Open Universiteit

Please use this identifier to cite or link to this item:
Title: Effect of problem solving support and cognitive style on idea generation: Implications for Technology-Enhanced-Learning
Authors: Stoyanov, Slavi
Kirschner, Paul A.
Keywords: Support on problem solving
Cognitive styles
conceptual design
paradox of knowledge structure
Issue Date: 2007
Abstract: This study investigated the effect of two problem-solving techniques: (a) free-association with a direct reference to the problem, called shortly direct, and (b) free-association with a remote and postponed reference to the problem, called remote, on fluency and originality of ideas in solving ill-structured problems. The research design controlled for possible effects of cognitive style for problem-solving – adaptor vs. innovator. The results showed that both groups significantly outscored a control group on fluency and originality. The remote group outperformed the direct and control groups on originality, but not on fluency. Innovators scored significantly better than adaptors in the control group on fluency, but not on originality. No significant difference was found between innovators and adaptors in both direct and remote groups. There was no statistical indication for an interaction effect between treatment and cognitive style. Based upon the results of this study, four implications for learning and instruction have been formulated for designing and developing technological arrangements for learning to solve ill-structured problems. These guidelines will support designers in developing instructional design solutions in educational technology applications.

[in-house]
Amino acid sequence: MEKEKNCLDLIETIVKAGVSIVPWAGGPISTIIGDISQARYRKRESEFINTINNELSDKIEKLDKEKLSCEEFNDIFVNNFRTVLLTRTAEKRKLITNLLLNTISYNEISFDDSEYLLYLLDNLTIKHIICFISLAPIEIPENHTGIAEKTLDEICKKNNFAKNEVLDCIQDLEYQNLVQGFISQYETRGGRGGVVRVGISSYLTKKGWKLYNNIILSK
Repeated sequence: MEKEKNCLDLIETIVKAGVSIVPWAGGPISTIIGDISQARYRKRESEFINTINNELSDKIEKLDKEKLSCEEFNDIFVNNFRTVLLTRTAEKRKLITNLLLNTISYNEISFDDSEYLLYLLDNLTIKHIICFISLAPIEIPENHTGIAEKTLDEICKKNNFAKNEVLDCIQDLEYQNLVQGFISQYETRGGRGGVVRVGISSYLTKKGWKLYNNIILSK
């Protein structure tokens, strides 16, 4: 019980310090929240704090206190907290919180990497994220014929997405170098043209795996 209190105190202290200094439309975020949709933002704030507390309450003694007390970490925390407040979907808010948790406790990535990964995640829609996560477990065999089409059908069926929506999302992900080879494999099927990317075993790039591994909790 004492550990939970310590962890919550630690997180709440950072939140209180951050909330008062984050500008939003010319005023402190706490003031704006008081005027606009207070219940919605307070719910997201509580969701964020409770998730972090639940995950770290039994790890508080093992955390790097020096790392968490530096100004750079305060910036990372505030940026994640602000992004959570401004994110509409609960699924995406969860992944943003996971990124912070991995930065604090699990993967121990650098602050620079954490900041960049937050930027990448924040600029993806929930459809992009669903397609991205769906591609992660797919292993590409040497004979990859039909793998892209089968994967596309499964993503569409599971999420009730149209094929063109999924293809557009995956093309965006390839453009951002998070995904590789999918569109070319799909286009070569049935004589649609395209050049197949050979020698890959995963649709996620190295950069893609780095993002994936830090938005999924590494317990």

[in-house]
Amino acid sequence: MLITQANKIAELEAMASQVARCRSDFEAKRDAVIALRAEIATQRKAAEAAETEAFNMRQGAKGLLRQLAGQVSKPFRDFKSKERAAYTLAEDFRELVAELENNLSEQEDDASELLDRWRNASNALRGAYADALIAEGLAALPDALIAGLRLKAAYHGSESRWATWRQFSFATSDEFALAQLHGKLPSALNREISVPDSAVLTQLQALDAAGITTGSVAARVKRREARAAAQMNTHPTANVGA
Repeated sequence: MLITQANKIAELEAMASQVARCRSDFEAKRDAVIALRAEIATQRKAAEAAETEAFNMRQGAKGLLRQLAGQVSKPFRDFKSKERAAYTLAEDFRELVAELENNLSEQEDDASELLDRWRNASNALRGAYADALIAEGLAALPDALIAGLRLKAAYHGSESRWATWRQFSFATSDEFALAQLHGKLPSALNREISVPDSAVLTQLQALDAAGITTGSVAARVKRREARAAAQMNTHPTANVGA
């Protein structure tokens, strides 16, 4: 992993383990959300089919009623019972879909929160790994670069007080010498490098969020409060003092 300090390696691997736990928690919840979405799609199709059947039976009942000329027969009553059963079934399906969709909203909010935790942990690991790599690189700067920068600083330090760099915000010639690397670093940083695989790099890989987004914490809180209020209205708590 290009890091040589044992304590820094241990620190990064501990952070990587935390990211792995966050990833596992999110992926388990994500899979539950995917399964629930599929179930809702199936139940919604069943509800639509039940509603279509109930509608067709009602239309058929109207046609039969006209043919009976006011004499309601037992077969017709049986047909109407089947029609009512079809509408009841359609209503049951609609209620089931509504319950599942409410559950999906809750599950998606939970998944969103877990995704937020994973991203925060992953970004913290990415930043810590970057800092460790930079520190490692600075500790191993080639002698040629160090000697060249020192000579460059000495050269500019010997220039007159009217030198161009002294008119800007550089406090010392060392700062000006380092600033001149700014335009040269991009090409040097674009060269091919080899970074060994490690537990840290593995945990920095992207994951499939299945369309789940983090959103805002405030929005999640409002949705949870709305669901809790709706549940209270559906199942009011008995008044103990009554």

Description: Stoyanov, S., & Kirschner, P. (2007). Effect of problem solving support and cognitive style on idea generation: Implications for Technology-Enhanced-Learning. Journal of Research on Technology in Education, 40(1), 49-63.
Appears in Collections:1. LC: Publications and Preprints

Files in This Item:
File Description SizeFormat 
SlaviKirschner2007.pdf170.84 kBAdobe PDFView/Open

Items in DSpace are protected by copyright, with all rights reserved, unless otherwise indicated.